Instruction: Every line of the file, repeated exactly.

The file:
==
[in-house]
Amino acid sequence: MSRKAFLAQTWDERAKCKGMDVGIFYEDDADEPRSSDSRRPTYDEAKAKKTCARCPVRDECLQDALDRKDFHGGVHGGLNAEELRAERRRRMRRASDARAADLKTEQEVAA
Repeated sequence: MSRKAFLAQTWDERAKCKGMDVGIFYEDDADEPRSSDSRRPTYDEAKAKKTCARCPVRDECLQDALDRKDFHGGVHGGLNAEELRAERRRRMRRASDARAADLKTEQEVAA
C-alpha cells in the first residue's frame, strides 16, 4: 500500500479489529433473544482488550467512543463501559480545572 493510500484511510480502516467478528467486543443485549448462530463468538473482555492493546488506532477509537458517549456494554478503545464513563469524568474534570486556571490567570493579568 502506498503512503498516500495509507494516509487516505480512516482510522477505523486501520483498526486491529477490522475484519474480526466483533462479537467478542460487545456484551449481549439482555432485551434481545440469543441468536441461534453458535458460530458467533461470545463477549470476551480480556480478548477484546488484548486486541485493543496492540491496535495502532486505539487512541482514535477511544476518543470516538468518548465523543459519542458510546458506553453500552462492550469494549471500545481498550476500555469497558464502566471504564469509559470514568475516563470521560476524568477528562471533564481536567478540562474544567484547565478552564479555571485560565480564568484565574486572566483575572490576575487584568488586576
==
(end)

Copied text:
[in-house]
Amino acid sequence: MSRKAFLAQTWDERAKCKGMDVGIFYEDDADEPRSSDSRRPTYDEAKAKKTCARCPVRDECLQDALDRKDFHGGVHGGLNAEELRAERRRRMRRASDARAADLKTEQEVAA
Repeated sequence: MSRKAFLAQTWDERAKCKGMDVGIFYEDDADEPRSSDSRRPTYDEAKAKKTCARCPVRDECLQDALDRKDFHGGVHGGLNAEELRAERRRRMRRASDARAADLKTEQEVAA
C-alpha cells in the first residue's frame, strides 16, 4: 500500500479489529433473544482488550467512543463501559480545572 493510500484511510480502516467478528467486543443485549448462530463468538473482555492493546488506532477509537458517549456494554478503545464513563469524568474534570486556571490567570493579568 502506498503512503498516500495509507494516509487516505480512516482510522477505523486501520483498526486491529477490522475484519474480526466483533462479537467478542460487545456484551449481549439482555432485551434481545440469543441468536441461534453458535458460530458467533461470545463477549470476551480480556480478548477484546488484548486486541485493543496492540491496535495502532486505539487512541482514535477511544476518543470516538468518548465523543459519542458510546458506553453500552462492550469494549471500545481498550476500555469497558464502566471504564469509559470514568475516563470521560476524568477528562471533564481536567478540562474544567484547565478552564479555571485560565480564568484565574486572566483575572490576575487584568488586576